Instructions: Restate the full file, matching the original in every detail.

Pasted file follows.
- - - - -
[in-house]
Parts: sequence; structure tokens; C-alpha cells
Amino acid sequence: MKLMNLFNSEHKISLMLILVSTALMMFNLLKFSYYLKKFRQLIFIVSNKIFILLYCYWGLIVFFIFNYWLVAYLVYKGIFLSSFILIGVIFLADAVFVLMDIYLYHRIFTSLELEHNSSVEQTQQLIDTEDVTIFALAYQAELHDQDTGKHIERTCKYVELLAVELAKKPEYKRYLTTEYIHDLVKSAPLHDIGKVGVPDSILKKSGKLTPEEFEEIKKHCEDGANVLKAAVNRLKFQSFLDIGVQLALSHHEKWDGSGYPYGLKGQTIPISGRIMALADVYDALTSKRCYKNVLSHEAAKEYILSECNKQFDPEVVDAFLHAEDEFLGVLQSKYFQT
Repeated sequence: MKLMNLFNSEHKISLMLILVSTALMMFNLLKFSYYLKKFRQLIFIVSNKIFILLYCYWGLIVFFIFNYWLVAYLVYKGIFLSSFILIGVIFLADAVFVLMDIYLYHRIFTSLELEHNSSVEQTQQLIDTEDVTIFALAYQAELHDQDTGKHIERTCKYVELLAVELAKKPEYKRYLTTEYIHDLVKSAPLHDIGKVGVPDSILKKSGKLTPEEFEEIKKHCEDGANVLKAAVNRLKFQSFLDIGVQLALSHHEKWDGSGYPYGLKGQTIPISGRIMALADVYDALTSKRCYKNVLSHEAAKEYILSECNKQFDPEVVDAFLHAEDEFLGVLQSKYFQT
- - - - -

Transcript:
[in-house]
Parts: sequence; structure tokens; C-alpha cells
Amino acid sequence: MKLMNLFNSEHKISLMLILVSTALMMFNLLKFSYYLKKFRQLIFIVSNKIFILLYCYWGLIVFFIFNYWLVAYLVYKGIFLSSFILIGVIFLADAVFVLMDIYLYHRIFTSLELEHNSSVEQTQQLIDTEDVTIFALAYQAELHDQDTGKHIERTCKYVELLAVELAKKPEYKRYLTTEYIHDLVKSAPLHDIGKVGVPDSILKKSGKLTPEEFEEIKKHCEDGANVLKAAVNRLKFQSFLDIGVQLALSHHEKWDGSGYPYGLKGQTIPISGRIMALADVYDALTSKRCYKNVLSHEAAKEYILSECNKQFDPEVVDAFLHAEDEFLGVLQSKYFQT
Repeated sequence: MKLMNLFNSEHKISLMLILVSTALMMFNLLKFSYYLKKFRQLIFIVSNKIFILLYCYWGLIVFFIFNYWLVAYLVYKGIFLSSFILIGVIFLADAVFVLMDIYLYHRIFTSLELEHNSSVEQTQQLIDTEDVTIFALAYQAELHDQDTGKHIERTCKYVELLAVELAKKPEYKRYLTTEYIHDLVKSAPLHDIGKVGVPDSILKKSGKLTPEEFEEIKKHCEDGANVLKAAVNRLKFQSFLDIGVQLALSHHEKWDGSGYPYGLKGQTIPISGRIMALADVYDALTSKRCYKNVLSHEAAKEYILSECNKQFDPEVVDAFLHAEDEFLGVLQSKYFQT